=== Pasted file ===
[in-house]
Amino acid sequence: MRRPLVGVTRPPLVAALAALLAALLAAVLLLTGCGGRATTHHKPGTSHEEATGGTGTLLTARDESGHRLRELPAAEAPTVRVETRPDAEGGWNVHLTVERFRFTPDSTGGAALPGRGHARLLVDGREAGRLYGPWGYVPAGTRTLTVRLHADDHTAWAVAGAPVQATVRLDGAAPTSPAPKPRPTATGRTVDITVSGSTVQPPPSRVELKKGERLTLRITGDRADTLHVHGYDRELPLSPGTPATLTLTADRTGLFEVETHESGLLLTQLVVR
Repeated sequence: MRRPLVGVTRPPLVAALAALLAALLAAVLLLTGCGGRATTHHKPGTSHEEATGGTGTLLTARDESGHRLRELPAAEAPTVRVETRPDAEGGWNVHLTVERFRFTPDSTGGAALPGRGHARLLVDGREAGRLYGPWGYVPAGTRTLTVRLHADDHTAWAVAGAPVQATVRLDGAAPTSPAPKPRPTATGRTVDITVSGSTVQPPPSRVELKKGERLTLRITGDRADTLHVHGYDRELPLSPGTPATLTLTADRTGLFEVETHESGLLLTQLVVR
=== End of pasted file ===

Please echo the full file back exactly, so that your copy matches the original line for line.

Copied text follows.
[in-house]
Amino acid sequence: MRRPLVGVTRPPLVAALAALLAALLAAVLLLTGCGGRATTHHKPGTSHEEATGGTGTLLTARDESGHRLRELPAAEAPTVRVETRPDAEGGWNVHLTVERFRFTPDSTGGAALPGRGHARLLVDGREAGRLYGPWGYVPAGTRTLTVRLHADDHTAWAVAGAPVQATVRLDGAAPTSPAPKPRPTATGRTVDITVSGSTVQPPPSRVELKKGERLTLRITGDRADTLHVHGYDRELPLSPGTPATLTLTADRTGLFEVETHESGLLLTQLVVR
Repeated sequence: MRRPLVGVTRPPLVAALAALLAALLAAVLLLTGCGGRATTHHKPGTSHEEATGGTGTLLTARDESGHRLRELPAAEAPTVRVETRPDAEGGWNVHLTVERFRFTPDSTGGAALPGRGHARLLVDGREAGRLYGPWGYVPAGTRTLTVRLHADDHTAWAVAGAPVQATVRLDGAAPTSPAPKPRPTATGRTVDITVSGSTVQPPPSRVELKKGERLTLRITGDRADTLHVHGYDRELPLSPGTPATLTLTADRTGLFEVETHESGLLLTQLVVR